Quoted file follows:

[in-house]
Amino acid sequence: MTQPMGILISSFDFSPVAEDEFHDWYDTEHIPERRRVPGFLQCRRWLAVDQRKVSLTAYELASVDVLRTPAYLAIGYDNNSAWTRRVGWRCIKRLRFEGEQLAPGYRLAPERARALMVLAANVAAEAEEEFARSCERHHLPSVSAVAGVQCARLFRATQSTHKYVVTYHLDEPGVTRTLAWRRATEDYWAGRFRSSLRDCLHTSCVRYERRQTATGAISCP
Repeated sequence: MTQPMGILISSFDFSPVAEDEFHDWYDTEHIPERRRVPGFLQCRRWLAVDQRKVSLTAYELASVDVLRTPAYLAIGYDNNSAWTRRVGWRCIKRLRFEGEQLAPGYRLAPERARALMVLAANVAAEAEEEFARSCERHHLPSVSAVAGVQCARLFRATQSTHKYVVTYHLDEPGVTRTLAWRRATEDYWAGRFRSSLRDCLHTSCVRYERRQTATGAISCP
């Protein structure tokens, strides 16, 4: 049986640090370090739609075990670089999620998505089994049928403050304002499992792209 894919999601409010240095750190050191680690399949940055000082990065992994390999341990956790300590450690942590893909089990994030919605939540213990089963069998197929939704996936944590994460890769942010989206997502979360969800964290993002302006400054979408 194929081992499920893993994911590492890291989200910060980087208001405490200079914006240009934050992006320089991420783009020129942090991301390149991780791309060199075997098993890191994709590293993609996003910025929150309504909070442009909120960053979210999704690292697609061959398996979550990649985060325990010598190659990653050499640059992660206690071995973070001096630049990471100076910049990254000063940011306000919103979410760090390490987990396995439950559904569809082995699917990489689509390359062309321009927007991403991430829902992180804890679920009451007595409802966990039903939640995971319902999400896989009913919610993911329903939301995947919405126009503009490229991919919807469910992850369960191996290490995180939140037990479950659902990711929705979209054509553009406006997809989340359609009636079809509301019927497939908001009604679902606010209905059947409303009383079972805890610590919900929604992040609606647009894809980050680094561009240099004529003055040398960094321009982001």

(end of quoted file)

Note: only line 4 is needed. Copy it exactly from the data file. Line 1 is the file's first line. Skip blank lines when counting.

């Protein structure tokens, strides 16, 4: 049986640090370090739609075990670089999620998505089994049928403050304002499992792209 894919999601409010240095750190050191680690399949940055000082990065992994390999341990956790300590450690942590893909089990994030919605939540213990089963069998197929939704996936944590994460890769942010989206997502979360969800964290993002302006400054979408 194929081992499920893993994911590492890291989200910060980087208001405490200079914006240009934050992006320089991420783009020129942090991301390149991780791309060199075997098993890191994709590293993609996003910025929150309504909070442009909120960053979210999704690292697609061959398996979550990649985060325990010598190659990653050499640059992660206690071995973070001096630049990471100076910049990254000063940011306000919103979410760090390490987990396995439950559904569809082995699917990489689509390359062309321009927007991403991430829902992180804890679920009451007595409802966990039903939640995971319902999400896989009913919610993911329903939301995947919405126009503009490229991919919807469910992850369960191996290490995180939140037990479950659902990711929705979209054509553009406006997809989340359609009636079809509301019927497939908001009604679902606010209905059947409303009383079972805890610590919900929604992040609606647009894809980050680094561009240099004529003055040398960094321009982001």